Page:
Building the Kits and Parts 10 watt linear
part 1 - the resistor installation
The kit arrived very quickly. Just a few days after I ordered it. I had placed the order almost immediately after the form appeared on the web site. This was order #1 for the kit! Opening it, I could see it was very nicely done. The printed circuit board looked exceptional.
The kit contents
The next step was to print out the assembly instructions from the web site. One thing to notice is that there is detailed directions behind the hyperlinks. These will not print out using the computer print command. I like the added detail though that each link gives. You may need a computer near the assembly work space to use this feature.
I highly recommend printing out the parts list and inventorying the parts. This is a step many of us eliminate, hint, as in me. This caused a little problem when I was installing the resistors. I had an extra one of one value and was short one of another value. I had the right number of resistors but not the correct values. This caused a complete, detailed examination of the board comparing installed values against the boards component layout diagram as the board identifiers were now buried beneath the components. Luckily, I had one of the correct value although it was a carbon comp one, not metal film like what the board was designed for, and it was larger so I have one ugly one installed on my board. I will get the correct value next time I place an order and then replace to one on the board.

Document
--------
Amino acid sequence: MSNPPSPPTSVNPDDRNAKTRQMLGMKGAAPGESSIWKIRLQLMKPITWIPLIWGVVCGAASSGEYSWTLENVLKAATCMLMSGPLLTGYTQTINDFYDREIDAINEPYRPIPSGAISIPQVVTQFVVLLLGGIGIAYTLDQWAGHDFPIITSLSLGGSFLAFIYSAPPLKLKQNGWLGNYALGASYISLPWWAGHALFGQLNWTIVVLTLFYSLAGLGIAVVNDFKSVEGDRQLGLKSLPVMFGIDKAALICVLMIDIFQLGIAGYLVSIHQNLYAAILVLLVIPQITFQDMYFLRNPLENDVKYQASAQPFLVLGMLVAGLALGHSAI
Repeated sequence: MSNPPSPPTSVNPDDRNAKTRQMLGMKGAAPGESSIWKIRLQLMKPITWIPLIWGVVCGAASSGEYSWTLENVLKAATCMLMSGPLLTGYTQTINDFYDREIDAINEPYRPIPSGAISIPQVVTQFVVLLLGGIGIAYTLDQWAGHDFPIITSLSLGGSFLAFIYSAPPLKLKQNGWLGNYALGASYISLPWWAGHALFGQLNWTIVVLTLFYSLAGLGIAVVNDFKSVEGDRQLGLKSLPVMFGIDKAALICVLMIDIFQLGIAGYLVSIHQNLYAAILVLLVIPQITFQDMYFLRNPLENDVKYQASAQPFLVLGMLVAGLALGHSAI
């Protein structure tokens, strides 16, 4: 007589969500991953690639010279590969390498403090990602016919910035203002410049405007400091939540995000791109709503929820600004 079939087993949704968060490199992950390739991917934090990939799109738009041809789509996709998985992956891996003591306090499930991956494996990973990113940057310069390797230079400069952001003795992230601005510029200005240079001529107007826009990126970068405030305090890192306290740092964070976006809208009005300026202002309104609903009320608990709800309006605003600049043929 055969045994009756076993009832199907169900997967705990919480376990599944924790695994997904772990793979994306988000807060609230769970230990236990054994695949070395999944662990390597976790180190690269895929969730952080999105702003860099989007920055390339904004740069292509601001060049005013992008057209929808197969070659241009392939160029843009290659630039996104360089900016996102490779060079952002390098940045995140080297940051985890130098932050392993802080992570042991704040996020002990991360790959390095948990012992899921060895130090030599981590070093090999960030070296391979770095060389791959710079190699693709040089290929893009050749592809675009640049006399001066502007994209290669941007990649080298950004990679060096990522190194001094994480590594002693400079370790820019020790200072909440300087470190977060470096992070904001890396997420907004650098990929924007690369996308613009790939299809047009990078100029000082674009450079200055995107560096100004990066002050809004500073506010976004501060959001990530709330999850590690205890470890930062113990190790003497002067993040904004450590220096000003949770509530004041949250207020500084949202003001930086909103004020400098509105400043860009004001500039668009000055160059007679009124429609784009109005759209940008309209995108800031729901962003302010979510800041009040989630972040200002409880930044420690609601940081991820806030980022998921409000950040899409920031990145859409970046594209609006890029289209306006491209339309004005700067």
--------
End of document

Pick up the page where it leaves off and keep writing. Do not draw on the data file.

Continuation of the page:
To inventory the parts you will need a good magnifying glass and good lighting. The 1/8th watt resistors are difficult to read without magnification. I used my binocular microscope that I have for working with surface mount parts but a good magnifying glass and a strong light will also work very well.
I installed all of the 1/4 watt resistors first as directed by the instructions. After soldering them in, I installed the 1/8th watt resistors. The lead bends need to be very close to the component so just bending them over by hand will work well. Working with the tiny resistors isn't a whole lot different than with surface mount parts. You will need a clean work space and have to handle the parts very carefully. I dropped a resistor and ended up on my hands and knees searching the floor for it. After about 5 minutes, I found it. I used a death grip on them from then on.
I found that soldering on the top of the board worked better than on the bottom. If you solder on the bottom, the body of the component absorbs too much of the heat applied on the bottom of the board and the solder will not wick through the pad to the top properly.
Bottom before the 1/8th watt solder operation.
Leads are all clipped and ready to go to part 2 - Winding and installing all of the toroids. The solder flux will be removed after the board is completed.
10 Watt Linear menu